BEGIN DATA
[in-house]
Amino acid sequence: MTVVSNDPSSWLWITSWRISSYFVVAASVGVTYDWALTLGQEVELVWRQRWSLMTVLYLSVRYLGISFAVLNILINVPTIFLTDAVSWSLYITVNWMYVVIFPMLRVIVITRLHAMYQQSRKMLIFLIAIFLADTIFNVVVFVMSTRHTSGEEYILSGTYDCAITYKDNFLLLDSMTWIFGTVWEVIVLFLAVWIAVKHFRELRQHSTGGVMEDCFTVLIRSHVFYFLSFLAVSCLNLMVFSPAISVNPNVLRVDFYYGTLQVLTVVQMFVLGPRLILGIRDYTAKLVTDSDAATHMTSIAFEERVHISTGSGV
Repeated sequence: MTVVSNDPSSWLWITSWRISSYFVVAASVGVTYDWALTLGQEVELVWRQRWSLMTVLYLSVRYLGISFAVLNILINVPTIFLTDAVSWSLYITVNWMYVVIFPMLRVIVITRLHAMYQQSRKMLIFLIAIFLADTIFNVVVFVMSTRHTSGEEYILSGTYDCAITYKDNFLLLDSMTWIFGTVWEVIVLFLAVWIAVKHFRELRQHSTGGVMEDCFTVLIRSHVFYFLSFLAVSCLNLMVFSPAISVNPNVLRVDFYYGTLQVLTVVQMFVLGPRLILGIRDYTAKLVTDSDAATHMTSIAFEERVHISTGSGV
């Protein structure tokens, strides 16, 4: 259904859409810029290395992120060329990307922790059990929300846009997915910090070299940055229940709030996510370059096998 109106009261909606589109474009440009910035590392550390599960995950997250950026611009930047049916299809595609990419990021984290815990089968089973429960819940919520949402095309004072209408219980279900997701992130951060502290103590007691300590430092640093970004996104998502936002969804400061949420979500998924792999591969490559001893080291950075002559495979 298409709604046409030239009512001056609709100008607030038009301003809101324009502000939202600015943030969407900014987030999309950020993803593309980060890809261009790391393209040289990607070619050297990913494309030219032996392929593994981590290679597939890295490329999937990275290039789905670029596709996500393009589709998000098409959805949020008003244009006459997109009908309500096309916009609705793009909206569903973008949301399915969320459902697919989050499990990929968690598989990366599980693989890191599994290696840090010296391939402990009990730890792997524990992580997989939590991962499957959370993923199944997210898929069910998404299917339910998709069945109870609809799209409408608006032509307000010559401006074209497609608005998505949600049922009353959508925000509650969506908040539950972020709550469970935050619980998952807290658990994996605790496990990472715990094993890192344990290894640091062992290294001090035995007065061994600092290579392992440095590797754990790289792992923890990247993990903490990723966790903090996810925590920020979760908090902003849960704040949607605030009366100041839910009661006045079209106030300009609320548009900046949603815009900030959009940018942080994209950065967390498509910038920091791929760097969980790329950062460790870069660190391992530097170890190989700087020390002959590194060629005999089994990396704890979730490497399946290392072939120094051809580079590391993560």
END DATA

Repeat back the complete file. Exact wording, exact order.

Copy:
[in-house]
Amino acid sequence: MTVVSNDPSSWLWITSWRISSYFVVAASVGVTYDWALTLGQEVELVWRQRWSLMTVLYLSVRYLGISFAVLNILINVPTIFLTDAVSWSLYITVNWMYVVIFPMLRVIVITRLHAMYQQSRKMLIFLIAIFLADTIFNVVVFVMSTRHTSGEEYILSGTYDCAITYKDNFLLLDSMTWIFGTVWEVIVLFLAVWIAVKHFRELRQHSTGGVMEDCFTVLIRSHVFYFLSFLAVSCLNLMVFSPAISVNPNVLRVDFYYGTLQVLTVVQMFVLGPRLILGIRDYTAKLVTDSDAATHMTSIAFEERVHISTGSGV
Repeated sequence: MTVVSNDPSSWLWITSWRISSYFVVAASVGVTYDWALTLGQEVELVWRQRWSLMTVLYLSVRYLGISFAVLNILINVPTIFLTDAVSWSLYITVNWMYVVIFPMLRVIVITRLHAMYQQSRKMLIFLIAIFLADTIFNVVVFVMSTRHTSGEEYILSGTYDCAITYKDNFLLLDSMTWIFGTVWEVIVLFLAVWIAVKHFRELRQHSTGGVMEDCFTVLIRSHVFYFLSFLAVSCLNLMVFSPAISVNPNVLRVDFYYGTLQVLTVVQMFVLGPRLILGIRDYTAKLVTDSDAATHMTSIAFEERVHISTGSGV
């Protein structure tokens, strides 16, 4: 259904859409810029290395992120060329990307922790059990929300846009997915910090070299940055229940709030996510370059096998 109106009261909606589109474009440009910035590392550390599960995950997250950026611009930047049916299809595609990419990021984290815990089968089973429960819940919520949402095309004072209408219980279900997701992130951060502290103590007691300590430092640093970004996104998502936002969804400061949420979500998924792999591969490559001893080291950075002559495979 298409709604046409030239009512001056609709100008607030038009301003809101324009502000939202600015943030969407900014987030999309950020993803593309980060890809261009790391393209040289990607070619050297990913494309030219032996392929593994981590290679597939890295490329999937990275290039789905670029596709996500393009589709998000098409959805949020008003244009006459997109009908309500096309916009609705793009909206569903973008949301399915969320459902697919989050499990990929968690598989990366599980693989890191599994290696840090010296391939402990009990730890792997524990992580997989939590991962499957959370993923199944997210898929069910998404299917339910998709069945109870609809799209409408608006032509307000010559401006074209497609608005998505949600049922009353959508925000509650969506908040539950972020709550469970935050619980998952807290658990994996605790496990990472715990094993890192344990290894640091062992290294001090035995007065061994600092290579392992440095590797754990790289792992923890990247993990903490990723966790903090996810925590920020979760908090902003849960704040949607605030009366100041839910009661006045079209106030300009609320548009900046949603815009900030959009940018942080994209950065967390498509910038920091791929760097969980790329950062460790870069660190391992530097170890190989700087020390002959590194060629005999089994990396704890979730490497399946290392072939120094051809580079590391993560």